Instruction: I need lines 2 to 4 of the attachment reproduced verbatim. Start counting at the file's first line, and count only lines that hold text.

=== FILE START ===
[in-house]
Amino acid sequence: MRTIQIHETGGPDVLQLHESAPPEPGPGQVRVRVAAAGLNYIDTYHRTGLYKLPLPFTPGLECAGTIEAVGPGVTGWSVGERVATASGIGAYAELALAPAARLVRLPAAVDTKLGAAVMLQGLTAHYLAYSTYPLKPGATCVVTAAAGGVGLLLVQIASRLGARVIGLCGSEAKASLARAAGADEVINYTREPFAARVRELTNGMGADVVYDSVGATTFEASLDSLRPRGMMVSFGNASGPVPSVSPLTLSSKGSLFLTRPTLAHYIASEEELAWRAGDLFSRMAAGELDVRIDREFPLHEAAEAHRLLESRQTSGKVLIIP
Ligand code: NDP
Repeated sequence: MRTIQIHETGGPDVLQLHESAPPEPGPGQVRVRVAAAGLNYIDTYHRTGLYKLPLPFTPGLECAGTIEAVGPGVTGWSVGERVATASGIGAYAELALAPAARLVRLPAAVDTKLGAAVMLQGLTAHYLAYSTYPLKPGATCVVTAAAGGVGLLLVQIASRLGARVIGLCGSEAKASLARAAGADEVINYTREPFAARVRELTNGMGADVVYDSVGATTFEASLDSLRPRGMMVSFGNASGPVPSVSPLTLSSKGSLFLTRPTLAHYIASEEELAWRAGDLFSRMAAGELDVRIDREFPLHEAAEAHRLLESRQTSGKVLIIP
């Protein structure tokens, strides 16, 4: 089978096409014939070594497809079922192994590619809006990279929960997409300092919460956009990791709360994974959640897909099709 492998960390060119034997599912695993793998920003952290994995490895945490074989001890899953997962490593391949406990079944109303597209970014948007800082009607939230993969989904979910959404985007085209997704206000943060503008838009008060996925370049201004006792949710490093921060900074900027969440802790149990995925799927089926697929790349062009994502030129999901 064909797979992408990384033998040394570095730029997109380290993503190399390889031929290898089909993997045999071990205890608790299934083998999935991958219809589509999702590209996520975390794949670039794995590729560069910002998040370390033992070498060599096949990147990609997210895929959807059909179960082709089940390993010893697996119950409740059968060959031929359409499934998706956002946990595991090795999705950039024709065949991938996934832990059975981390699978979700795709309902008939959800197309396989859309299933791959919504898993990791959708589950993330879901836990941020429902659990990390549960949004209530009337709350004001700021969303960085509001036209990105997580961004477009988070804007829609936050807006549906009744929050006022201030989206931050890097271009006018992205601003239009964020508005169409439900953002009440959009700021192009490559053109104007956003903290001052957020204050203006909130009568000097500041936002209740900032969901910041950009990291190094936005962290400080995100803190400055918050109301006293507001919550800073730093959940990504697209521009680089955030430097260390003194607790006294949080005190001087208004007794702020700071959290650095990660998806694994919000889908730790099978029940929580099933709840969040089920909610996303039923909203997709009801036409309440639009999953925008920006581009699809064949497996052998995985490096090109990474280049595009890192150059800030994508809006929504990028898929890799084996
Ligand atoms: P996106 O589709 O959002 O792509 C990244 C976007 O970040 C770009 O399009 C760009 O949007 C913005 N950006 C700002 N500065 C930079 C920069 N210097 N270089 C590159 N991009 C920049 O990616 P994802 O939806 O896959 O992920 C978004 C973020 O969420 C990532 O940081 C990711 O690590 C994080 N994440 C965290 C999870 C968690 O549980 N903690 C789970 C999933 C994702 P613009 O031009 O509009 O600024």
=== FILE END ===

Amino acid sequence: MRTIQIHETGGPDVLQLHESAPPEPGPGQVRVRVAAAGLNYIDTYHRTGLYKLPLPFTPGLECAGTIEAVGPGVTGWSVGERVATASGIGAYAELALAPAARLVRLPAAVDTKLGAAVMLQGLTAHYLAYSTYPLKPGATCVVTAAAGGVGLLLVQIASRLGARVIGLCGSEAKASLARAAGADEVINYTREPFAARVRELTNGMGADVVYDSVGATTFEASLDSLRPRGMMVSFGNASGPVPSVSPLTLSSKGSLFLTRPTLAHYIASEEELAWRAGDLFSRMAAGELDVRIDREFPLHEAAEAHRLLESRQTSGKVLIIP
Ligand code: NDP
Repeated sequence: MRTIQIHETGGPDVLQLHESAPPEPGPGQVRVRVAAAGLNYIDTYHRTGLYKLPLPFTPGLECAGTIEAVGPGVTGWSVGERVATASGIGAYAELALAPAARLVRLPAAVDTKLGAAVMLQGLTAHYLAYSTYPLKPGATCVVTAAAGGVGLLLVQIASRLGARVIGLCGSEAKASLARAAGADEVINYTREPFAARVRELTNGMGADVVYDSVGATTFEASLDSLRPRGMMVSFGNASGPVPSVSPLTLSSKGSLFLTRPTLAHYIASEEELAWRAGDLFSRMAAGELDVRIDREFPLHEAAEAHRLLESRQTSGKVLIIP